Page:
Hussack hails from the keystone state, an Amish paradise called Lancaster, Penn. After spending five years gaining a formal art education in his hometown, he set off in his car for the Great American West. “Just driving out here I was blown away by the space,” Hussack says. “You can't even really comprehend it almost. You could pull the car over and get out and walk ... and maybe you would die?”
Inspired by the sublime landscape and the quirky people, Hussack did get out of his car, and stayed for a few years. He once found his way back to Lancaster in a fit of loyalty, only to pack his hooptie once more, bound for this hub of inspiration. “I wanted to come back,” he says. “I couldn’t stop thinking about it here. I had to come back. I road-tripped here twice and stuck around.”
“You can't even really comprehend it almost. You could pull the car over and get out and walk ... and maybe you would die?”
Hussack says he figured out he’s an “artist for life” about five years ago. And it's a good thing he did. In the course of those five years, he befriended local artists Scott Williams, Raven Chacon, Mat Galindo and Melinda Thursz, with whom Hussack formed Small Engine Gallery. The artist collective rents the space next to The Normal Gallery on south Fourth Street, in Barelas.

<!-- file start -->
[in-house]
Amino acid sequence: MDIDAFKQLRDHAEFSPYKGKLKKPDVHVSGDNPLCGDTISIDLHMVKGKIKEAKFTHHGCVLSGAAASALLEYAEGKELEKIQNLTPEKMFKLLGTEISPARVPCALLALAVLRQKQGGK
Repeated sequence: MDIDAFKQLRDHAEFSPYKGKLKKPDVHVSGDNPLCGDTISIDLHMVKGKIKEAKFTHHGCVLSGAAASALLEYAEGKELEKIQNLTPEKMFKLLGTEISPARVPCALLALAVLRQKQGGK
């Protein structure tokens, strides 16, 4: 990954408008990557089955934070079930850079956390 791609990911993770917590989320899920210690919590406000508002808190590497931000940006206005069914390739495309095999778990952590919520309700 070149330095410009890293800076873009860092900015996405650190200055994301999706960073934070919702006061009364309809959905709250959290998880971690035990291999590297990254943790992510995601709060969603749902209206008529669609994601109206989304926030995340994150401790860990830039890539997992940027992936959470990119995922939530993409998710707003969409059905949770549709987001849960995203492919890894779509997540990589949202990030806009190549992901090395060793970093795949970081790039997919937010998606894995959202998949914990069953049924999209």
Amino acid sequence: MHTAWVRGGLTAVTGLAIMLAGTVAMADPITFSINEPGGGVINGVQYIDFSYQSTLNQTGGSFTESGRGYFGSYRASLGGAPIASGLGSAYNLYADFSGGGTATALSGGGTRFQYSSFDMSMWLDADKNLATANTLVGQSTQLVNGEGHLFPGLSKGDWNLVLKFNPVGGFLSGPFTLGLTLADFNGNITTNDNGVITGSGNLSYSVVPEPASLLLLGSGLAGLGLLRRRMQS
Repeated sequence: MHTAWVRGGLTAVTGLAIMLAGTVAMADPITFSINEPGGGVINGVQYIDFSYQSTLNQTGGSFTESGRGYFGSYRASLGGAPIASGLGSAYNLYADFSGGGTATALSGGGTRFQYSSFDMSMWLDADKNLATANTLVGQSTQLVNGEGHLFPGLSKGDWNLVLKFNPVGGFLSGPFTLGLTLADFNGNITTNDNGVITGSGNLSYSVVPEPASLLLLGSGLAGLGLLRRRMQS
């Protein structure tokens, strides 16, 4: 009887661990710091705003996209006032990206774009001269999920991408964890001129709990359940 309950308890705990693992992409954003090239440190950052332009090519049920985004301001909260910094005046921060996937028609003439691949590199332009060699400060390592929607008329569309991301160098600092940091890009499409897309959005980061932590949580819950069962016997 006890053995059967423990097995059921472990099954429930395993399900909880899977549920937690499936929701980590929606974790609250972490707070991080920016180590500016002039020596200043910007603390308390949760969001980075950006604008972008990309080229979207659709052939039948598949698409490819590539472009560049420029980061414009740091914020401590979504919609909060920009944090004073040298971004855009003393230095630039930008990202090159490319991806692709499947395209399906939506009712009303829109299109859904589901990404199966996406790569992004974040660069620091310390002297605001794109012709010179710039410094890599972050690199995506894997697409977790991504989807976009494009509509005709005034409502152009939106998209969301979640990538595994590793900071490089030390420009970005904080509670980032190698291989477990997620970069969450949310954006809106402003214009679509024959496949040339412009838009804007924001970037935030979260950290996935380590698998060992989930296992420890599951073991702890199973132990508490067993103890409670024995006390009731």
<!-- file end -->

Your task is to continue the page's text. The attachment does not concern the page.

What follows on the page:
Excited to piece together his journey, Hussack began a painting frenzy—even though he lacked resources like money and materials. He collected and prepared found wood to make his canvases, and he limited his palette to all the free paint he could score. And sure, he got a few day jobs—including being a caregiver and flipping burgers—to support his artistry. “I think you can sell a painting for a dollar and be a professional artist,” he says. In that vein, Hussack says he hopes to continue to provide platforms for local artists to showcase work at his and other galleries.